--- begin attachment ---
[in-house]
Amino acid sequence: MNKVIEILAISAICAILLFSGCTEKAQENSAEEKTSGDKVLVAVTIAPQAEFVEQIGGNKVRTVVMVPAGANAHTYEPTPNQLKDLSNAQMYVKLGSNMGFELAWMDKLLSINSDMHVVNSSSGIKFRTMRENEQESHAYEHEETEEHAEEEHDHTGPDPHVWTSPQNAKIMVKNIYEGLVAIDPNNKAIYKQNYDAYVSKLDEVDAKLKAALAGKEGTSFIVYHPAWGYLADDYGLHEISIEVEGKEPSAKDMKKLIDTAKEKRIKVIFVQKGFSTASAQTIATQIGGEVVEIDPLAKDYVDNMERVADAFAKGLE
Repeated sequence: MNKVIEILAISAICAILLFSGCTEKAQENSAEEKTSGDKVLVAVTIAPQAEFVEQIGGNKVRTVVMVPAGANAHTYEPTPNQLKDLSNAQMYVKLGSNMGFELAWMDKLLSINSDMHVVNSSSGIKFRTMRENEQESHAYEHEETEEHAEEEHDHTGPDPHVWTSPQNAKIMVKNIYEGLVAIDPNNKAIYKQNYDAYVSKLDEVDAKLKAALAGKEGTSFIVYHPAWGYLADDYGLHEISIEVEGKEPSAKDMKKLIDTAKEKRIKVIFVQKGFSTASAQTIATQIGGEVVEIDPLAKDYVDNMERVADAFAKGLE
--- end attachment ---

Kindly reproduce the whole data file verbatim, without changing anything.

[in-house]
Amino acid sequence: MNKVIEILAISAICAILLFSGCTEKAQENSAEEKTSGDKVLVAVTIAPQAEFVEQIGGNKVRTVVMVPAGANAHTYEPTPNQLKDLSNAQMYVKLGSNMGFELAWMDKLLSINSDMHVVNSSSGIKFRTMRENEQESHAYEHEETEEHAEEEHDHTGPDPHVWTSPQNAKIMVKNIYEGLVAIDPNNKAIYKQNYDAYVSKLDEVDAKLKAALAGKEGTSFIVYHPAWGYLADDYGLHEISIEVEGKEPSAKDMKKLIDTAKEKRIKVIFVQKGFSTASAQTIATQIGGEVVEIDPLAKDYVDNMERVADAFAKGLE
Repeated sequence: MNKVIEILAISAICAILLFSGCTEKAQENSAEEKTSGDKVLVAVTIAPQAEFVEQIGGNKVRTVVMVPAGANAHTYEPTPNQLKDLSNAQMYVKLGSNMGFELAWMDKLLSINSDMHVVNSSSGIKFRTMRENEQESHAYEHEETEEHAEEEHDHTGPDPHVWTSPQNAKIMVKNIYEGLVAIDPNNKAIYKQNYDAYVSKLDEVDAKLKAALAGKEGTSFIVYHPAWGYLADDYGLHEISIEVEGKEPSAKDMKKLIDTAKEKRIKVIFVQKGFSTASAQTIATQIGGEVVEIDPLAKDYVDNMERVADAFAKGLE